43 Transferring assets around  2 costs to consider Capital Gains and Stamp Duty  Capital gains – When you transfer properties, the Market Substitution Rule applies. (If discount available, worst case scenario 23.25% of gain)  Stamp duty – Property is transferred for Market value.

44 Stamp duty - Queensland Value of property Stamp duty payable $200,000$5,600 $300,000$8,975 $400,000$12,475 $500,000$15,975 $600,000$19,975 $700,000$23,975

45 Example  Jane started as a doctor and is worried about getting sued. She is moving to another city to earn more income and wants to rent out her home. It is worth $500,000 and she paid $300,00 for it. There is no debt on the property.  Solution – Transfer to a Discretionary Trust.  Costs? No CGT as it is her home on transfer, $15,975 in Stamp Duty.

46 Bankruptcy Clawback rules.  Any asset transfer made after the date of bankruptcy can be voided by the trustee in bankruptcy.  Any asset transfer for less than market transfer can be ‘clawed back’ if made in the last four years (five if you can prove you were ‘solvent’ at the time of the transfer)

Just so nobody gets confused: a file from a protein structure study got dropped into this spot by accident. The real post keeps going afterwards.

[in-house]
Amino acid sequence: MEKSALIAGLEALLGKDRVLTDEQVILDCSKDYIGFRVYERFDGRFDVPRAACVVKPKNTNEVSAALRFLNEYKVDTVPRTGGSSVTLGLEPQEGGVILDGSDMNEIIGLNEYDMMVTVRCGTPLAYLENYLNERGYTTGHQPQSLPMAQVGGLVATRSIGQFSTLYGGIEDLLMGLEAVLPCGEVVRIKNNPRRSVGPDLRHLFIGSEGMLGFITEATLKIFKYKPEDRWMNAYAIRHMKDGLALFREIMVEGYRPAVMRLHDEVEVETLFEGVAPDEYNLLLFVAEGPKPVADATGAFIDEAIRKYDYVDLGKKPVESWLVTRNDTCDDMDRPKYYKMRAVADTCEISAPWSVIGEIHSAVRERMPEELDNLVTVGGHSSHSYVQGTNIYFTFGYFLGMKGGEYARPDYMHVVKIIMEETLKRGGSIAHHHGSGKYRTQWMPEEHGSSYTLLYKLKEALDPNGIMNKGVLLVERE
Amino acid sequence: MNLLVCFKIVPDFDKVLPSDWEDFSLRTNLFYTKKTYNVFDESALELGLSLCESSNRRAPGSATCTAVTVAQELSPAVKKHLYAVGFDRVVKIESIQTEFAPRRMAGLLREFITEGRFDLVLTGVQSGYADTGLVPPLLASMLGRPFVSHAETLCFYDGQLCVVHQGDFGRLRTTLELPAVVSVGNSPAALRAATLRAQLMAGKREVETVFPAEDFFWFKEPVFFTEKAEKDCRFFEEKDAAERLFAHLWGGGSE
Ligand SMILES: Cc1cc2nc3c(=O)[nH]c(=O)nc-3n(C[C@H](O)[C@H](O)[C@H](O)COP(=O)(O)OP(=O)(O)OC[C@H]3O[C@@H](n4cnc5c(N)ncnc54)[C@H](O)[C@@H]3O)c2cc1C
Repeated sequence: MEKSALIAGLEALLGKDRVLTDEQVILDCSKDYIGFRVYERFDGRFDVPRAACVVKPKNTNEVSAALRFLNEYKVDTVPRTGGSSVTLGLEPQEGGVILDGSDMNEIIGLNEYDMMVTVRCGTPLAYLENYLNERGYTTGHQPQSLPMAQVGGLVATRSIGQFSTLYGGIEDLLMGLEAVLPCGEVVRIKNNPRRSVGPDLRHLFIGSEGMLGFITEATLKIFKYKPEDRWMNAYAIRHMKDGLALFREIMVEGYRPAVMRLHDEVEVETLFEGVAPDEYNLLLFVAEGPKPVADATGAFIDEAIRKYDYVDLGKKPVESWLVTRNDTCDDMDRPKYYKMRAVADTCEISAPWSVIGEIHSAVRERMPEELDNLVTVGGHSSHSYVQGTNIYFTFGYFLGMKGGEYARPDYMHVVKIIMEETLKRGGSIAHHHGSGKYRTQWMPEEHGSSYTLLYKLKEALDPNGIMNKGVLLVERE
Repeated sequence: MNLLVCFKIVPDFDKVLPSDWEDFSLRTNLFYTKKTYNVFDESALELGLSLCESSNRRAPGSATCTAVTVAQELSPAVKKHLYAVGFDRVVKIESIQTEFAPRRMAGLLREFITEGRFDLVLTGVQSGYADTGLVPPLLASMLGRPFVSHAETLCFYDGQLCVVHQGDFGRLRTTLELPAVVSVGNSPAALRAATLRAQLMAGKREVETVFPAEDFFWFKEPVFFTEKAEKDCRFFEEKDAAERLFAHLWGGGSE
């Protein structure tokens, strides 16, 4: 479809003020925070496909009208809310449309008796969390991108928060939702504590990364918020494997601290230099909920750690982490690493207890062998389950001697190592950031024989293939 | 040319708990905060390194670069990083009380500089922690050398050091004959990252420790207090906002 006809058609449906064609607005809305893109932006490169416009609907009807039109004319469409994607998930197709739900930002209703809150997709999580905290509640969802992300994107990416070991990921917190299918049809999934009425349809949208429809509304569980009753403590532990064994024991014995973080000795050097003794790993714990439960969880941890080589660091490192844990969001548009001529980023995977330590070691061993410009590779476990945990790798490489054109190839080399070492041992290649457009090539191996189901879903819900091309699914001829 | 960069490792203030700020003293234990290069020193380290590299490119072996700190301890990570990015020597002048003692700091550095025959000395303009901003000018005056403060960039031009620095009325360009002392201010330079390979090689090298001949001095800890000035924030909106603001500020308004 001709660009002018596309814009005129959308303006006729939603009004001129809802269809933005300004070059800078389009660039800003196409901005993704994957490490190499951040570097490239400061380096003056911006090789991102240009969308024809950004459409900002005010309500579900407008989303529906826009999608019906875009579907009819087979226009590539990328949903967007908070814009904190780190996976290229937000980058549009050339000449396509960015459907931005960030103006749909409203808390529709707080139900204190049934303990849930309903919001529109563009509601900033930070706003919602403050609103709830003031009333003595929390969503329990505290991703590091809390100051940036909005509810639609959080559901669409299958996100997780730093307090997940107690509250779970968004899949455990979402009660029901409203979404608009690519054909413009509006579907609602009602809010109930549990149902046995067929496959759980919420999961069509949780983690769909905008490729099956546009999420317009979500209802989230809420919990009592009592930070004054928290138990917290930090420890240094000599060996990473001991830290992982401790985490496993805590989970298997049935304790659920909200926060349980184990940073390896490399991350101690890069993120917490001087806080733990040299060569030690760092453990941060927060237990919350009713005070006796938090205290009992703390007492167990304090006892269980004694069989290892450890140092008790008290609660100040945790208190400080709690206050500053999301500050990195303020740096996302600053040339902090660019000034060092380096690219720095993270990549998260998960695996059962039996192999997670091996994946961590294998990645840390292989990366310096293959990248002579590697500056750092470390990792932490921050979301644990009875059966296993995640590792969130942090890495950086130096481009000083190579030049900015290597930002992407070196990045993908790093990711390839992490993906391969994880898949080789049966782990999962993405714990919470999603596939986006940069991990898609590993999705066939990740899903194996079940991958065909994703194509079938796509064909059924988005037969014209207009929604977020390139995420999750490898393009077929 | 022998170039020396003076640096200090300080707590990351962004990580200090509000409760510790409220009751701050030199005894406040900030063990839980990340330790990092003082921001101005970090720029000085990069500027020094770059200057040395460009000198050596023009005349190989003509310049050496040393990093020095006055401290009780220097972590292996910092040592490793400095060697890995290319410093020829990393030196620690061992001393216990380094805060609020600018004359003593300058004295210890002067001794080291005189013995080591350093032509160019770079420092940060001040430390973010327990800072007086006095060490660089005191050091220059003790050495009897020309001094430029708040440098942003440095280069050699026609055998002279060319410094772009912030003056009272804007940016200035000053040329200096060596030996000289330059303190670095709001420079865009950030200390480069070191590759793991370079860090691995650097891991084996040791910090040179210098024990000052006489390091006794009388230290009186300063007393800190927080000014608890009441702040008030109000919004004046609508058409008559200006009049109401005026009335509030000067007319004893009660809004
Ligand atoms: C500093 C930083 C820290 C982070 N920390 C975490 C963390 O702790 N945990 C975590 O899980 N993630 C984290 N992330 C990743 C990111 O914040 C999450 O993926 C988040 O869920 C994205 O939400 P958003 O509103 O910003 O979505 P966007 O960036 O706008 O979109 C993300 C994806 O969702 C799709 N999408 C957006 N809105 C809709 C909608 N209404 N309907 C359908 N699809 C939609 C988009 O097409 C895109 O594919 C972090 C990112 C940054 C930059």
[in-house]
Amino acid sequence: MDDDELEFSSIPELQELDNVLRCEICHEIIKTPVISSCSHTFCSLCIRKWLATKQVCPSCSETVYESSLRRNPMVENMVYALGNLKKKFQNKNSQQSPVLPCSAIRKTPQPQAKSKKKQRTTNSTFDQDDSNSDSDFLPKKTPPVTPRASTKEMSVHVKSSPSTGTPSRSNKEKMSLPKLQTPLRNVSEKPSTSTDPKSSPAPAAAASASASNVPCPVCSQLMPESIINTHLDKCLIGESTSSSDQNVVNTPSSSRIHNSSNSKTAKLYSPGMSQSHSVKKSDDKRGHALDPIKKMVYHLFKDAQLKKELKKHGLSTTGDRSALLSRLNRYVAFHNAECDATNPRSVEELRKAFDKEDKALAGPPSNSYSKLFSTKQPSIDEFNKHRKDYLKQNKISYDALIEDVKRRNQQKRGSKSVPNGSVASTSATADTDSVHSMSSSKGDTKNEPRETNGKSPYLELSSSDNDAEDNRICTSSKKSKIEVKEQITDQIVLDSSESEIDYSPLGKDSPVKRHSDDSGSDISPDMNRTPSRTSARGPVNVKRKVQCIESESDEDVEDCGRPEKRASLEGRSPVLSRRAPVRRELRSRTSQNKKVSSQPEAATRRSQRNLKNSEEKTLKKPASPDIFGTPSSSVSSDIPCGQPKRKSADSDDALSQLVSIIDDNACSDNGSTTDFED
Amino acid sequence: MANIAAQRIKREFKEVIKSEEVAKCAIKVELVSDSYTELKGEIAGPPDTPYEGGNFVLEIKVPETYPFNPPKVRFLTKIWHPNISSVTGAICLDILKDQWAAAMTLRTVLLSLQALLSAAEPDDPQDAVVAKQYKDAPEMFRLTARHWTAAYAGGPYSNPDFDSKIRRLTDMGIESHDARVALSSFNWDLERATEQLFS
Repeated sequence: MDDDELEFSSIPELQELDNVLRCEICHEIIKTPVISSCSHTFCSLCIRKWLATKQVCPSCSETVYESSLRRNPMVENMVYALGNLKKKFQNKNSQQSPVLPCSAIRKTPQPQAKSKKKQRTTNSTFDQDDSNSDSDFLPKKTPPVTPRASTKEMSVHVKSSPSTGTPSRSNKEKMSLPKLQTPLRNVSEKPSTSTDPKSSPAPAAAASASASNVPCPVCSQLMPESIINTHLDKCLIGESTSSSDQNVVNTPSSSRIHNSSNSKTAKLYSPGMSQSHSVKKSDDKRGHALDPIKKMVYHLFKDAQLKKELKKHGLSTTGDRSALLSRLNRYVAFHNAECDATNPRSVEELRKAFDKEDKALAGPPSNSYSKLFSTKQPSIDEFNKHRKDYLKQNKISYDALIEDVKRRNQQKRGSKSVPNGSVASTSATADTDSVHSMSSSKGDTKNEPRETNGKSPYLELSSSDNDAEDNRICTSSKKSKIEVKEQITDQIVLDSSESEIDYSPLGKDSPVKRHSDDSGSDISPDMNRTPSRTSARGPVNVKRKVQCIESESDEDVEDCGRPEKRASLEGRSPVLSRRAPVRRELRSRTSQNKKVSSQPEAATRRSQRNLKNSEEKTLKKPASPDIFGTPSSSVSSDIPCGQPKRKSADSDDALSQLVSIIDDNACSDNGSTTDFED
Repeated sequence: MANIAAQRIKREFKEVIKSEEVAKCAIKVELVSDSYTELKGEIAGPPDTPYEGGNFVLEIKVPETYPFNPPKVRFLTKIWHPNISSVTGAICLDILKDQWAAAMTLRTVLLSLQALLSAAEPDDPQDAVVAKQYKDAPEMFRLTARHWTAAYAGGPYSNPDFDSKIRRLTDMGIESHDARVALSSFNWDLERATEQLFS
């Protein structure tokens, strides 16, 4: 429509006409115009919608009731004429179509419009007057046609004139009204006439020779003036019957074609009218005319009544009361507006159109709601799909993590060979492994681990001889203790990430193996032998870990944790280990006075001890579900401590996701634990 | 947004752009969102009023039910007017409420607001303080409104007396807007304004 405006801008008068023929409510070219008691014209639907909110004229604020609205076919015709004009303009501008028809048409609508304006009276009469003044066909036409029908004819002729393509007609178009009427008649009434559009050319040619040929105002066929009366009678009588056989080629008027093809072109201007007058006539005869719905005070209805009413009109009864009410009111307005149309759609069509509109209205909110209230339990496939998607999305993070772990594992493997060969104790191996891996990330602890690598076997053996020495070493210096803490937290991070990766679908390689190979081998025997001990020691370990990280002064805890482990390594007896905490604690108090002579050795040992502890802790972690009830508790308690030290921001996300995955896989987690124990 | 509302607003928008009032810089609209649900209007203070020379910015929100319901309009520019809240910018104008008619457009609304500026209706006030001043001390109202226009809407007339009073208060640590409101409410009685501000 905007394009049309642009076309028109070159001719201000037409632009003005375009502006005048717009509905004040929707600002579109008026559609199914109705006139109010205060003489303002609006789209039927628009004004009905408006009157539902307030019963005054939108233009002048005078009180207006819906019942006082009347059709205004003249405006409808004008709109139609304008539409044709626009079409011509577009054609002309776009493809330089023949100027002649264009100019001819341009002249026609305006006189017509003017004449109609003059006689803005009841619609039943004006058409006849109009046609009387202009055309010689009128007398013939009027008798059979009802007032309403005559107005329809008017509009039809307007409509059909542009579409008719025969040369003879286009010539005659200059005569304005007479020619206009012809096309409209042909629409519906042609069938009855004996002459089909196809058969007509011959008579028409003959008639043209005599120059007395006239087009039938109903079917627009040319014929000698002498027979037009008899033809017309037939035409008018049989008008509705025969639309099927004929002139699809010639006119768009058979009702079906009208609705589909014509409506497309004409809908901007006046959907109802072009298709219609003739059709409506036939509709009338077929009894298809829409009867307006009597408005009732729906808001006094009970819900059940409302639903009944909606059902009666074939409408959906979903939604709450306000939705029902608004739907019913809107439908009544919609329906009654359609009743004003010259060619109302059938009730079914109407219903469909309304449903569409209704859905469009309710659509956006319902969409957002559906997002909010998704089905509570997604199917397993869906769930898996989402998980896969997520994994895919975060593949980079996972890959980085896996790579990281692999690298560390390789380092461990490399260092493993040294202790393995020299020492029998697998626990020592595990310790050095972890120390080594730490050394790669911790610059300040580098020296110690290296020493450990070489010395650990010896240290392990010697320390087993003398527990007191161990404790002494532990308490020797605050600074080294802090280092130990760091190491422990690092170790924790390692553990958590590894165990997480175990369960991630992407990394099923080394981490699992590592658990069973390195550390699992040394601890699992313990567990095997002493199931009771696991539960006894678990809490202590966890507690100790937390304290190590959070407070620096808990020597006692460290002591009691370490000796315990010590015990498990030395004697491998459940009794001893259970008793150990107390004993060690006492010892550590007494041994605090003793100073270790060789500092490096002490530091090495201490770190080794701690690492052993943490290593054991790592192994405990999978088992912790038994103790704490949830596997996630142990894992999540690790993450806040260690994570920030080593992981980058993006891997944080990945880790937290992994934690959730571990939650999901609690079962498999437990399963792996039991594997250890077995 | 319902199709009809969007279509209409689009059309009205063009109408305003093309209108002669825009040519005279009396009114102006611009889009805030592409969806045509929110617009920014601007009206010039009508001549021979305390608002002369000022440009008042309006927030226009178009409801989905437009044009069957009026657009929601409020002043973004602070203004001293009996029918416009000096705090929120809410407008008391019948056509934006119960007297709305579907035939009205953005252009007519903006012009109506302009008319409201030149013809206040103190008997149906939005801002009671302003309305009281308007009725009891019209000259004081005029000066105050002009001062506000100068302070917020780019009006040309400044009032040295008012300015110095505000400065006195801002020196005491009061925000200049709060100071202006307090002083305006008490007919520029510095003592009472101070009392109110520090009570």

47 Land tax - Queensland Individuals Trusts, Companies, etc 300,000 $0$1, ,000 $500$2, ,000 $2,250$9,500 1,250,000 $9,500$16,500 2,000,000 $20,750 $30,000 Too much land tax? – Consider trust cloning

48 How do you get structures?  Accountant  Lawyer  Online  Ask a Friend

49 That problem I had?  Step 1 – Transfer my home into my spouse’s name – Stamp duty free if done for ‘love and affection’.  Step 2 – Transfer business from Corporate Entity to Discretionary Trust.

50  Step 3 Discretionary Trust Property purchased – 100% Geared with fully tax deductible debt. Must pay $7,225 in stamp duty. Property sold – Capital Gains after discount and active asset reduction (Average 10% tax on gain) Me Office Use loan proceeds to pay out debt on home (non-deductible) and previous debt for office (deductible).

51 Property negative geared? Problem – Discretionary Investment Trust is negatively geared. Losses lost? Answer - Me Business Trust Investment Trust Losses offset by Trust income Others

52 Result? Only asset is shares in a $2 company. All debt fully deductible. My tax return only shows trust income. Note – Part 4A (the anti avoidance provision) applies to any transaction, so speak to your accountant first.

53 In closing  1. Always buy your investments in the right entity from the start.  2. Asset protection is about doing stuff before you get sued.  3. Trusts are your friend.